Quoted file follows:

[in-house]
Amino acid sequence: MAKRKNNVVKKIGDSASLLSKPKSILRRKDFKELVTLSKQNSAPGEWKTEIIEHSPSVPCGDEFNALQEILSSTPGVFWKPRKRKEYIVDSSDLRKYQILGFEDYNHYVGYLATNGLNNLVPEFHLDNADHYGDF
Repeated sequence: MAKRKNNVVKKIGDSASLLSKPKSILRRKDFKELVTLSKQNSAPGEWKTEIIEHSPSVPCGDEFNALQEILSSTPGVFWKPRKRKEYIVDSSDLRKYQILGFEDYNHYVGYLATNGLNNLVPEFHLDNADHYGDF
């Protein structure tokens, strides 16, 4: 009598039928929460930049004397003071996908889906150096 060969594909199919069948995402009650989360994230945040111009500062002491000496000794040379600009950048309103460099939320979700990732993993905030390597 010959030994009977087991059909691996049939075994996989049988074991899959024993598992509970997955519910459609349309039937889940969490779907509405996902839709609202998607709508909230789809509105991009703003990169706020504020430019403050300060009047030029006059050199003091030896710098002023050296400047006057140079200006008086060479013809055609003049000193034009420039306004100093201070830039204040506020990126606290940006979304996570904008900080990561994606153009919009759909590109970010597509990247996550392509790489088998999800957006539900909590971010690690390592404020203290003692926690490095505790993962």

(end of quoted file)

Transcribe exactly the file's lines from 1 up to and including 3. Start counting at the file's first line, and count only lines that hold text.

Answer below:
[in-house]
Amino acid sequence: MAKRKNNVVKKIGDSASLLSKPKSILRRKDFKELVTLSKQNSAPGEWKTEIIEHSPSVPCGDEFNALQEILSSTPGVFWKPRKRKEYIVDSSDLRKYQILGFEDYNHYVGYLATNGLNNLVPEFHLDNADHYGDF
Repeated sequence: MAKRKNNVVKKIGDSASLLSKPKSILRRKDFKELVTLSKQNSAPGEWKTEIIEHSPSVPCGDEFNALQEILSSTPGVFWKPRKRKEYIVDSSDLRKYQILGFEDYNHYVGYLATNGLNNLVPEFHLDNADHYGDF